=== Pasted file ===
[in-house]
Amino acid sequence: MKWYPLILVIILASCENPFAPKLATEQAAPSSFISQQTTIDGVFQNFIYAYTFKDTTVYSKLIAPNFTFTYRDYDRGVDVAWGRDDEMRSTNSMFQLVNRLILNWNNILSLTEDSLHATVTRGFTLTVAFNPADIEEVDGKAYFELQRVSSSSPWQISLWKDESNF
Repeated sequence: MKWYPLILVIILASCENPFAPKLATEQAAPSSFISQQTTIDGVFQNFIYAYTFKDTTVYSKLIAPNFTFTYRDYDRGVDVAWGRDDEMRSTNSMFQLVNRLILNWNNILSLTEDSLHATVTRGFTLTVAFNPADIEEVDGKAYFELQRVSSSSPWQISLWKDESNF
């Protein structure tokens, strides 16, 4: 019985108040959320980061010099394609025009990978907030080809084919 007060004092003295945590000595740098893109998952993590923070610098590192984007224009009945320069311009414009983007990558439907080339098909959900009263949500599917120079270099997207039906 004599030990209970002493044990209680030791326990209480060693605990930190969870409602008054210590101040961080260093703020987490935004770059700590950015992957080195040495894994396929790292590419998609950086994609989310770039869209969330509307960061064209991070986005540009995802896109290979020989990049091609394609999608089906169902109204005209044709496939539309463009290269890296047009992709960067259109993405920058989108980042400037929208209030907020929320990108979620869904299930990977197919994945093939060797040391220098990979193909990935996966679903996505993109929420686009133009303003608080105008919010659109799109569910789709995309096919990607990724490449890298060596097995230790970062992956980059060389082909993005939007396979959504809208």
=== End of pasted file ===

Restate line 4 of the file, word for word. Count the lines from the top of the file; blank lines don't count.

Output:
């Protein structure tokens, strides 16, 4: 019985108040959320980061010099394609025009990978907030080809084919 007060004092003295945590000595740098893109998952993590923070610098590192984007224009009945320069311009414009983007990558439907080339098909959900009263949500599917120079270099997207039906 004599030990209970002493044990209680030791326990209480060693605990930190969870409602008054210590101040961080260093703020987490935004770059700590950015992957080195040495894994396929790292590419998609950086994609989310770039869209969330509307960061064209991070986005540009995802896109290979020989990049091609394609999608089906169902109204005209044709496939539309463009290269890296047009992709960067259109993405920058989108980042400037929208209030907020929320990108979620869904299930990977197919994945093939060797040391220098990979193909990935996966679903996505993109929420686009133009303003608080105008919010659109799109569910789709995309096919990607990724490449890298060596097995230790970062992956980059060389082909993005939007396979959504809208």